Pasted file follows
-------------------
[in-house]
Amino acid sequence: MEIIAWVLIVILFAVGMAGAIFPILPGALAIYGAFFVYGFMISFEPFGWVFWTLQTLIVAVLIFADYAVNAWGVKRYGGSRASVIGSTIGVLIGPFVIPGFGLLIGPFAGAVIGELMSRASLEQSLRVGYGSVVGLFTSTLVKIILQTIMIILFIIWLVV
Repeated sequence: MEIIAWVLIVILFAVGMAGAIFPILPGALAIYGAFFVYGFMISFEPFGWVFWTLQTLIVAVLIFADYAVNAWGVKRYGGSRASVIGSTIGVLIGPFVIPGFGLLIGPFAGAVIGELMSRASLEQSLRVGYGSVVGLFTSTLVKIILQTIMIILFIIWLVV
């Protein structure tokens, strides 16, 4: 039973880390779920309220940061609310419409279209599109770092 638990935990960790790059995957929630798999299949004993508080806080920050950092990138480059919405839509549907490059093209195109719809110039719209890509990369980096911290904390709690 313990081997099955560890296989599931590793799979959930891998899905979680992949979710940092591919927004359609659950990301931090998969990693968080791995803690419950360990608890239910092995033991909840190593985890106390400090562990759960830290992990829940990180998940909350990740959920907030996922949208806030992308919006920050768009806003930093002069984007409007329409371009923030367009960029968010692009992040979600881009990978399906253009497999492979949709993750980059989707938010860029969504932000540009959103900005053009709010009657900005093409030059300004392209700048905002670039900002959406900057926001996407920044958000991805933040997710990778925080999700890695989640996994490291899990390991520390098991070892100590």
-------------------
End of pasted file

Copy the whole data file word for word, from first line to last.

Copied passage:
[in-house]
Amino acid sequence: MEIIAWVLIVILFAVGMAGAIFPILPGALAIYGAFFVYGFMISFEPFGWVFWTLQTLIVAVLIFADYAVNAWGVKRYGGSRASVIGSTIGVLIGPFVIPGFGLLIGPFAGAVIGELMSRASLEQSLRVGYGSVVGLFTSTLVKIILQTIMIILFIIWLVV
Repeated sequence: MEIIAWVLIVILFAVGMAGAIFPILPGALAIYGAFFVYGFMISFEPFGWVFWTLQTLIVAVLIFADYAVNAWGVKRYGGSRASVIGSTIGVLIGPFVIPGFGLLIGPFAGAVIGELMSRASLEQSLRVGYGSVVGLFTSTLVKIILQTIMIILFIIWLVV
């Protein structure tokens, strides 16, 4: 039973880390779920309220940061609310419409279209599109770092 638990935990960790790059995957929630798999299949004993508080806080920050950092990138480059919405839509549907490059093209195109719809110039719209890509990369980096911290904390709690 313990081997099955560890296989599931590793799979959930891998899905979680992949979710940092591919927004359609659950990301931090998969990693968080791995803690419950360990608890239910092995033991909840190593985890106390400090562990759960830290992990829940990180998940909350990740959920907030996922949208806030992308919006920050768009806003930093002069984007409007329409371009923030367009960029968010692009992040979600881009990978399906253009497999492979949709993750980059989707938010860029969504932000540009959103900005053009709010009657900005093409030059300004392209700048905002670039900002959406900057926001996407920044958000991805933040997710990778925080999700890695989640996994490291899990390991520390098991070892100590």